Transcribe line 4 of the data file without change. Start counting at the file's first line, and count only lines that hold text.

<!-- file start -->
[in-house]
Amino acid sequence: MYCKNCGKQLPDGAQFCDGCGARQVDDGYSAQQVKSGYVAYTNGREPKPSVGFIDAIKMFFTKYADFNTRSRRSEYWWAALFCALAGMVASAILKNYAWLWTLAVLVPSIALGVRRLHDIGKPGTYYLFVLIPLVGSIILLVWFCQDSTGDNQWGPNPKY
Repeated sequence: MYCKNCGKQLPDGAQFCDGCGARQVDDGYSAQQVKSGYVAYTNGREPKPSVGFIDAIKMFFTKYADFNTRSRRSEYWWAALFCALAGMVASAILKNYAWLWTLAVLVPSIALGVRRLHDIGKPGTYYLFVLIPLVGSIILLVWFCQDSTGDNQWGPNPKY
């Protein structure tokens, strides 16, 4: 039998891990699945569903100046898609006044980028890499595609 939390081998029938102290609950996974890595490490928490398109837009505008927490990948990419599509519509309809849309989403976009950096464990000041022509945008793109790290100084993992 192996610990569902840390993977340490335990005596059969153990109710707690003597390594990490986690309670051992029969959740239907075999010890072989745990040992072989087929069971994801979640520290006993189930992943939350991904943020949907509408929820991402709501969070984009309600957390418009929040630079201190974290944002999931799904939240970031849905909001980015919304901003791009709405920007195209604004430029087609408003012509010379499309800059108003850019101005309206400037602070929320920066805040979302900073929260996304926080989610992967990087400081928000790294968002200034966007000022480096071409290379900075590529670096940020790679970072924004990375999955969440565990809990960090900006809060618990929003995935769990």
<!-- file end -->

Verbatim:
């Protein structure tokens, strides 16, 4: 039998891990699945569903100046898609006044980028890499595609 939390081998029938102290609950996974890595490490928490398109837009505008927490990948990419599509519509309809849309989403976009950096464990000041022509945008793109790290100084993992 192996610990569902840390993977340490335990005596059969153990109710707690003597390594990490986690309670051992029969959740239907075999010890072989745990040992072989087929069971994801979640520290006993189930992943939350991904943020949907509408929820991402709501969070984009309600957390418009929040630079201190974290944002999931799904939240970031849905909001980015919304901003791009709405920007195209604004430029087609408003012509010379499309800059108003850019101005309206400037602070929320920066805040979302900073929260996304926080989610992967990087400081928000790294968002200034966007000022480096071409290379900075590529670096940020790679970072924004990375999955969440565990809990960090900006809060618990929003995935769990």